\((4x+5) - (3x+2) < (third \ side) < (3x+2) + (4x+5)\)

\(x + 3 < (third \ side) < 7x + 7\).

Let's check options:

I. \(6x + 7\). For any positive value of \(x\), \(x + 3 < 6x + 7 < 7x + 7\). OK.

II. \(6x + 9\). For \(x = 1\) or \(x = 2\), \(x + 3 < 6x + 9 < 7x + 7\) does not hold true but if \(x = 3\), then it does. OK.

III. \(8x + 1\). Right away we can find that if \(x = 1\), then \(x + 3 < 8x + 1 < 7x + 7\) is true. OK.


Answer: E


Hi,
very good explanation. ! for option 2 - i checked for values when x=1 and 2 and they both didnt satisfy so i marked it incorrect. So, i started looking for choice which had 1 and 3 as correct. Finally went with option A. Up To which value would you suggest we must verify our answers to get comfort in the question ?
thanks
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Re: M31-20  [#permalink]

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New post 19 Jun 2017, 14:06
1
Bunuel wrote:
If \(x\) is a positive integer, and two sides of a certain triangle have lengths \(3x+2\) and \(4x+5\) respectively, which of the following could be the length of the third side of the triangle?

II. \(6x + 7\)

III. \(6x + 9\)

IIII. \(8x + 1\)


A. I only
B. II only
C. I and II only
D. II and III only
E. I, II and III


Bunuel, please check the labeling of possible options, since the Roman numbers do not match with the answer choices. The typos have confused me during the test. Thanks.
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Re: M31-20  [#permalink]

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New post 20 Jun 2017, 01:03
MikeMighty wrote:
Bunuel wrote:
If \(x\) is a positive integer, and two sides of a certain triangle have lengths \(3x+2\) and \(4x+5\) respectively, which of the following could be the length of the third side of the triangle?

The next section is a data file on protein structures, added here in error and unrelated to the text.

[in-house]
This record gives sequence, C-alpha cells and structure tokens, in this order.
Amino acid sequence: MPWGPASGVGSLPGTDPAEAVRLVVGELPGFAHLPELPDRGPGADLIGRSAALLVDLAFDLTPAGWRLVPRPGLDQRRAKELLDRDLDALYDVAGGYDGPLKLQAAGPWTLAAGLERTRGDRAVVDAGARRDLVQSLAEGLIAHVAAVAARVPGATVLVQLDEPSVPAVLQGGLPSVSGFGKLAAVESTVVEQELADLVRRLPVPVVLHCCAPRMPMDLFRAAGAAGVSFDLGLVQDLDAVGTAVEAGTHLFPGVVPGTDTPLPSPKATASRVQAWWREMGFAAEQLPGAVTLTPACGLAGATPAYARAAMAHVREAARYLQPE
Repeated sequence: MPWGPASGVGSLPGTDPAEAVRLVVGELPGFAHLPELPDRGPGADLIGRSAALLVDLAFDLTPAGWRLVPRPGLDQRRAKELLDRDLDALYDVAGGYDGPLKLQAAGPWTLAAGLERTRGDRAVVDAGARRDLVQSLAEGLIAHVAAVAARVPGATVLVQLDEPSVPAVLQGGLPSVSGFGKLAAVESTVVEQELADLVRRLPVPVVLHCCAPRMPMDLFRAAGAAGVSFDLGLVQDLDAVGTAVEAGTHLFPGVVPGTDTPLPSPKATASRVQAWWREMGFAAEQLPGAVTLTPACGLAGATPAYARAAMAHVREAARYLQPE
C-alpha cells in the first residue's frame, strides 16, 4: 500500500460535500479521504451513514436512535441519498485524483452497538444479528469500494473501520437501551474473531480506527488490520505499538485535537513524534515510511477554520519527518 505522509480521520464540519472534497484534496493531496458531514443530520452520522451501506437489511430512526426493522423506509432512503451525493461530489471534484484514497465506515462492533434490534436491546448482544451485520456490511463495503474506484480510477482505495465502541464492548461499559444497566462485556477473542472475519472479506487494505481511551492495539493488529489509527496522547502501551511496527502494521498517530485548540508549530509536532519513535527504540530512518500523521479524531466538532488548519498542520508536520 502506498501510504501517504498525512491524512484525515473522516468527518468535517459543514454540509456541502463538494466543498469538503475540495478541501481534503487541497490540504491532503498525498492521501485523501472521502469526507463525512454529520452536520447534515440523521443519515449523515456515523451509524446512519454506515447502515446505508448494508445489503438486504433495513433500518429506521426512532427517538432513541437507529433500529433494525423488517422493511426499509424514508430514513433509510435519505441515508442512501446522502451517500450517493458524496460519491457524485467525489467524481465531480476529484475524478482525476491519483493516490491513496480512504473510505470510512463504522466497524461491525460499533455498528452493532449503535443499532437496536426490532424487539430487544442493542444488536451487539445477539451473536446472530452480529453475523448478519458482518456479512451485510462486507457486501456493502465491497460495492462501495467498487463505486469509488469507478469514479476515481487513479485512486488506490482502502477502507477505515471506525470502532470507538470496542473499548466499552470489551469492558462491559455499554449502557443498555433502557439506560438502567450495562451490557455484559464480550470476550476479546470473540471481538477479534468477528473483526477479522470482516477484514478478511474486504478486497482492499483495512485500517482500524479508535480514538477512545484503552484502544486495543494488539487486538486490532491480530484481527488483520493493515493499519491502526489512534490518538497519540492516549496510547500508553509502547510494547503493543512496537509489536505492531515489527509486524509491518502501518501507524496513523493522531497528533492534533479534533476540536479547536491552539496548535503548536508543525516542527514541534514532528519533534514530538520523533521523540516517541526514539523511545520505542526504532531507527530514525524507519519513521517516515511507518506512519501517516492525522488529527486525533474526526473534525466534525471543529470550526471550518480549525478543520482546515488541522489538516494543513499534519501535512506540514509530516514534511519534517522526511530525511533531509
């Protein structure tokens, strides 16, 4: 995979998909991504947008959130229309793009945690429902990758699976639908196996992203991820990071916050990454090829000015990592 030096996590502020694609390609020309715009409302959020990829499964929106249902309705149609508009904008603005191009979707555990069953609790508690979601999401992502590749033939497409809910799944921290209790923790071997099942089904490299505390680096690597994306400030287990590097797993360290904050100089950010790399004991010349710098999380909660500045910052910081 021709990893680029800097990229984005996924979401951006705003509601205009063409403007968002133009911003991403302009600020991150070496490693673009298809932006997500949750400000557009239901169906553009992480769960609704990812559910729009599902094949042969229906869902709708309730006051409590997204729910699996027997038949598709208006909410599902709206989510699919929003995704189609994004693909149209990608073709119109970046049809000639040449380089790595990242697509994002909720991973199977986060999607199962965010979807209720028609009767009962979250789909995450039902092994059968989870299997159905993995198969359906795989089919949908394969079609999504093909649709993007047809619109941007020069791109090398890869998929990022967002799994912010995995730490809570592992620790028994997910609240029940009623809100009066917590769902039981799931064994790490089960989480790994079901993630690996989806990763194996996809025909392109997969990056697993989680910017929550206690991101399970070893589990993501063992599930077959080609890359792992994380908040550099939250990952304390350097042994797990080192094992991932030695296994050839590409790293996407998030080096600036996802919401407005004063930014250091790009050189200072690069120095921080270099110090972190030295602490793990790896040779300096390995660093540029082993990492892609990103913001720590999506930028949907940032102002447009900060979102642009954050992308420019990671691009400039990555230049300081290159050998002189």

II. \(6x + 7\)

III. \(6x + 9\)

IIII. \(8x + 1\)


A. I only
B. II only
C. I and II only
D. II and III only
E. I, II and III


Bunuel, please check the labeling of possible options, since the Roman numbers do not match with the answer choices. The typos have confused me during the test. Thanks.


Thank you for noticing. Corrected. +1.
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Re M31-20  [#permalink]

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New post 31 Oct 2018, 14:50
I think this the explanation isn't clear enough, please elaborate. Can you please clear my doubt on II being the third side. If for x=1,2 it cannot be the third side- then it should be good reason to exclude it> Isn't it?
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New post 31 Oct 2018, 21:42
bks170882 wrote:
I think this the explanation isn't clear enough, please elaborate. Can you please clear my doubt on II being the third side. If for x=1,2 it cannot be the third side- then it should be good reason to exclude it> Isn't it?


I think it's explained above. The question asks: which of the following could be the length of the third side of the triangle? If x = 3, then 6x + 9 COULD be the length of the third side.
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Re: M31-20 &nbs [#permalink] 31 Oct 2018, 21:42